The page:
Angel investors know well what it takes to invest in a startup. There are way more reasons to say no to an investment than to say yes. The whole investment process, from deal screening to due diligence, should always give out clues about whether we’re dealing with a good or bad investment.
Here we are going to share some fundraising issues that should be treated as red flags. A red flag here means a serious key issue that you should investigate deeper. It should not be an immediate turnoff. Rather, it’s a signal that you should not ignore easily.
Fundraising Red Flags
Red Flag #1: Low transparency
During the pitch and material-sharing, founders should remain transparent. Attempts to hide facts, approaches, or methodology are a bad signal that something is going on.
Hiding information usually signals that the founders didn’t do their homework. You should always go after what they seem to hide.
Red Flag #2: Aggressive valuation
Founders who come across as greedy with a major, unjustified valuation are a huge red flag. The same goes for unjustified capital requirements.
Coming with aggressive valuations leads to stories like WeWork. Avoid founders who are trying to fool the system for their personal gains. Even if the founder has their best intentions at heart, you don’t want to crash with an over-optimistic founder when they hit reality.
Red Flag #3: No financial model
Having no financial model for the company is just unacceptable. The founders must be aware of how the company will run financially. It is the difference between having or not having a business model in the first place.
Additionally, at least one of the co-founders must be aware of basic financial terms. Not being able to follow expressions such as revenue, bookings, and gross profit shows incompatibility.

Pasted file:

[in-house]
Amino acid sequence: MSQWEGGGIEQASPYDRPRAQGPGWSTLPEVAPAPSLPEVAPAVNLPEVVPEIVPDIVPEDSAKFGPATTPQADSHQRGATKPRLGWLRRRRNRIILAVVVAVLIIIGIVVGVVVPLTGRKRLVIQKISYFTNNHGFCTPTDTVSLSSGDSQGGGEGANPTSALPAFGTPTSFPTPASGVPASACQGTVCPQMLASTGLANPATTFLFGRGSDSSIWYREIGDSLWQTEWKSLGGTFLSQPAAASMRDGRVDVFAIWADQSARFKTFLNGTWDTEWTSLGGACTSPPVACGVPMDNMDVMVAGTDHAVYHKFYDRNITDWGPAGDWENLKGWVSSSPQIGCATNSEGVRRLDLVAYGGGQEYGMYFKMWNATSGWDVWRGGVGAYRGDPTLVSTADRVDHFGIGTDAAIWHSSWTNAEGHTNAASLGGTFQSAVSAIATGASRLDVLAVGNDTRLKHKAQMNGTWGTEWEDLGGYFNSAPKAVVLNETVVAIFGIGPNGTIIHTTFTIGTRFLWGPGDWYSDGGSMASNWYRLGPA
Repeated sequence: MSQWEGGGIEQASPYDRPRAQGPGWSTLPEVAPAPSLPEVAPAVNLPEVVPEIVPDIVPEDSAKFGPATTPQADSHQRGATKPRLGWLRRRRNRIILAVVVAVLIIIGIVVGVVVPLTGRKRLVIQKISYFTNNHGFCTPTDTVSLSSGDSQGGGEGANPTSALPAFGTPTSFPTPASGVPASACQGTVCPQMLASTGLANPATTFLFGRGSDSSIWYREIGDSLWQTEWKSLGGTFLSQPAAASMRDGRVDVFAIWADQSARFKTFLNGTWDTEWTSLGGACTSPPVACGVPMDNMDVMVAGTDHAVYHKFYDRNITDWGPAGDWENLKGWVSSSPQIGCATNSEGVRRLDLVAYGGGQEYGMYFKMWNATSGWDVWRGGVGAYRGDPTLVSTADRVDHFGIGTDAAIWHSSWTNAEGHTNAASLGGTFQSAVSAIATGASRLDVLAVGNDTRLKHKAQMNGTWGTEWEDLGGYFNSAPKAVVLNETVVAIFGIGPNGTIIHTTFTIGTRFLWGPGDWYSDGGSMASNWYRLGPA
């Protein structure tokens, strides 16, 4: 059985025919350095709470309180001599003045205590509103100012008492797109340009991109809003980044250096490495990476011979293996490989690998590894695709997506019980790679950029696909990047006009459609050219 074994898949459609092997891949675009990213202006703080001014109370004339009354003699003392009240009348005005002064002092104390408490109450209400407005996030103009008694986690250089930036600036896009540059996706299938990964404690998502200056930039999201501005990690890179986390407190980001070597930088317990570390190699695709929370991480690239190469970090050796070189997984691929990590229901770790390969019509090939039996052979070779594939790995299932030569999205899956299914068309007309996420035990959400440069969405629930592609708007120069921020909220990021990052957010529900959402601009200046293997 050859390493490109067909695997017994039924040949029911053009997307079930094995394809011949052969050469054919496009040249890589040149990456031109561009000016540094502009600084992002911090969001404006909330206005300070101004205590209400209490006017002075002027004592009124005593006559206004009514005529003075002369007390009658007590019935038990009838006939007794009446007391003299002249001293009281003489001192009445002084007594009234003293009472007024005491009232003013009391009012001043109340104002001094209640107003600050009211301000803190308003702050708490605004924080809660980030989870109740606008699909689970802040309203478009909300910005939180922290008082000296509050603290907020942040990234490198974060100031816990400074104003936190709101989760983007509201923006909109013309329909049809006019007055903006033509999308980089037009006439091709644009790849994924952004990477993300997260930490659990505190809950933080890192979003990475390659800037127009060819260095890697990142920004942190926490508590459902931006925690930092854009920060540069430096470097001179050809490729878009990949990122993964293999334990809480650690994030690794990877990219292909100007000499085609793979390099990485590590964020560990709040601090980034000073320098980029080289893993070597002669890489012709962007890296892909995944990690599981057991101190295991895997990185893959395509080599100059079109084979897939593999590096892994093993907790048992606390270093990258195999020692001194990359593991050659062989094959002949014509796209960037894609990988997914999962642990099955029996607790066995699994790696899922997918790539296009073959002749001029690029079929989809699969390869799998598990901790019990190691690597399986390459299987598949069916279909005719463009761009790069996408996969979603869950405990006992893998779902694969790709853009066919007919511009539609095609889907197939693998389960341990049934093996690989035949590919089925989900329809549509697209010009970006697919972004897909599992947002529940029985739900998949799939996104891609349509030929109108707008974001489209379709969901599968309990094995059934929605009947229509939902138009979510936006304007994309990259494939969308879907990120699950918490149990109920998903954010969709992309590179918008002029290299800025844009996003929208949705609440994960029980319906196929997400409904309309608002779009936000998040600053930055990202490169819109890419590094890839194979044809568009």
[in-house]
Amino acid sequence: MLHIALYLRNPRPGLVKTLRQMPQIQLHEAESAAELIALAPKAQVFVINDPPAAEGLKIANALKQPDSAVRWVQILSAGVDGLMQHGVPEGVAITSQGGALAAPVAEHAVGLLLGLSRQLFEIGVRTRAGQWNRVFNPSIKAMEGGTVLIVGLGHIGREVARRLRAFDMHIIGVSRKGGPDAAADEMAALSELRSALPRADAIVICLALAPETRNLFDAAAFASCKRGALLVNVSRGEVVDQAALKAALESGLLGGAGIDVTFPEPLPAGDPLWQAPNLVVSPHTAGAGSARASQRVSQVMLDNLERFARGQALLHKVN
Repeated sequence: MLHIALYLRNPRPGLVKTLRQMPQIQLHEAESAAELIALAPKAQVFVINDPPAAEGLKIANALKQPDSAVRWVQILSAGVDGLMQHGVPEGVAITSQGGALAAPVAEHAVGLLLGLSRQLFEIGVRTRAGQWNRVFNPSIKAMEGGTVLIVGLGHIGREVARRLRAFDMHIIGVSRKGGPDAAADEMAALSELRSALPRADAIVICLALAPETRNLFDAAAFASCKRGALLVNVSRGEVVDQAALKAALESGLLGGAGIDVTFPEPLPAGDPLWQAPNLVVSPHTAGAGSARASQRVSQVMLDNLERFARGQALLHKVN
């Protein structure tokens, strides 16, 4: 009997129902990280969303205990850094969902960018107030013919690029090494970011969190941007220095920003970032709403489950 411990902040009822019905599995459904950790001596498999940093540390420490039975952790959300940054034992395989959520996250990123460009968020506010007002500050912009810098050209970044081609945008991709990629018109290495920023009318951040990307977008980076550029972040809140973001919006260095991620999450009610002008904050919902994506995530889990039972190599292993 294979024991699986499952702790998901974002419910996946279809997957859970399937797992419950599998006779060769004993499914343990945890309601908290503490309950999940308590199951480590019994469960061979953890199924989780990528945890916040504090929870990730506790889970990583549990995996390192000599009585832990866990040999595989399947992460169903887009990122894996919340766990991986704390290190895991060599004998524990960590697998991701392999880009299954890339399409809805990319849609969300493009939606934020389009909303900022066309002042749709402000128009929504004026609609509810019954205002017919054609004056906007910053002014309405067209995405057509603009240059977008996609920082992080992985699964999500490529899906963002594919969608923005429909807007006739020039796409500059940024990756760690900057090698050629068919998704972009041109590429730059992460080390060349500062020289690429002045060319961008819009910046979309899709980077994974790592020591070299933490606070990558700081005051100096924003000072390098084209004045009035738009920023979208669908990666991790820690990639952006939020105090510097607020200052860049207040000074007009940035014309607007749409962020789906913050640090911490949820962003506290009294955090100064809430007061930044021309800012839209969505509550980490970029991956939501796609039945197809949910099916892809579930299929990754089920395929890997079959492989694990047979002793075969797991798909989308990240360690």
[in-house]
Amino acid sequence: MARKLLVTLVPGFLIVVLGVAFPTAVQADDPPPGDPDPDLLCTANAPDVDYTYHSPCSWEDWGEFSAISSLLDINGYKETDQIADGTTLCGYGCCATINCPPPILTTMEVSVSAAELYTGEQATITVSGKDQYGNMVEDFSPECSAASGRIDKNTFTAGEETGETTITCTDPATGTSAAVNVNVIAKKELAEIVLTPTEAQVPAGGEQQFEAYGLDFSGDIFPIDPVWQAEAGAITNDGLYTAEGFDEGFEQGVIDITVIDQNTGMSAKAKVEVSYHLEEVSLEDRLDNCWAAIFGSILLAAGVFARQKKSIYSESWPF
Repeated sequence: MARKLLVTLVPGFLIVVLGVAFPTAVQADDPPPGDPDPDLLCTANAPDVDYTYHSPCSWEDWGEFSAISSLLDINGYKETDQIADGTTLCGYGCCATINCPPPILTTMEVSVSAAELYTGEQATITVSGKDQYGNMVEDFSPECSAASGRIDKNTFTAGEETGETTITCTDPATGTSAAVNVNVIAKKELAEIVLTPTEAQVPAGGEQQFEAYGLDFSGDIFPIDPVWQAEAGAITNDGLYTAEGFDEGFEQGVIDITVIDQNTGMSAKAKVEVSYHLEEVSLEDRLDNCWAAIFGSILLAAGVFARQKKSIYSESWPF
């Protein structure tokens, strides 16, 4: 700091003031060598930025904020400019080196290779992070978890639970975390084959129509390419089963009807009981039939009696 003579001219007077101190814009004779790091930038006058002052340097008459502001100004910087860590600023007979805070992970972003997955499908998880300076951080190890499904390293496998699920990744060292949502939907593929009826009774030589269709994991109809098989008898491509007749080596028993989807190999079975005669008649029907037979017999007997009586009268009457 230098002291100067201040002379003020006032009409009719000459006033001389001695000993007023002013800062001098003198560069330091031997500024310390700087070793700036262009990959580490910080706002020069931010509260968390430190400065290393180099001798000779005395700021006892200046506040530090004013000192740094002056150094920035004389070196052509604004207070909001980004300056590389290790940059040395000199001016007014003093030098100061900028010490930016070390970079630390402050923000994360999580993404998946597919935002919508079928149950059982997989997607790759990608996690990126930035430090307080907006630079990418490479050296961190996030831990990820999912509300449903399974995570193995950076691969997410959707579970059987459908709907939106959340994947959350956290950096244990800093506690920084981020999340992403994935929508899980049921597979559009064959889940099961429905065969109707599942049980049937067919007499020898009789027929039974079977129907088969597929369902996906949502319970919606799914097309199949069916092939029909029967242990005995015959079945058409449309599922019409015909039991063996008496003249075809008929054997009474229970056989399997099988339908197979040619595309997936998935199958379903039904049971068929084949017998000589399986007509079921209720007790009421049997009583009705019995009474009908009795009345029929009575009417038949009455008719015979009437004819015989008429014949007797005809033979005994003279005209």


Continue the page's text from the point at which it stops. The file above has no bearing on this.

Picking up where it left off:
Red Flag #4: Unrealistic TAM
TAM is the total addressable market in which the startup functions.
Having an extreme TAM implies that the founders are over-optimistic, which will result in poor planning and future disappointments.
Having a low TAM implies that the founders cannot see their potential opportunity and may result in mediocre success. Note that it could also be that the TAM is actually low, in which case you should avoid investing within this industry as a whole.
Red Flag #5: Inactivity of previous investors
Sometimes earlier investors do not show interest in the current funding round. In the best case, early investors should participate in the new round to protect their ownership from dilution.
If this is not the case, and the investors are not even showing any interest, this is a red flag that early investors gave up on the company.
Red Flag #6: A long gap between funding rounds
Having a relatively long gap between the previous and the current funding round signals that the company has been failing to convince investors. Founders most likely have pitched their startup to several investors who showed no interest.
The same goes for the startup’s first round. If the startup has been founded a relatively long time ago, it also signals they have tried fundraising before and failed.
As we mentioned, none of these red flags should result in an immediate rejection. They should only result in a further investigation to know the real causes behind them.
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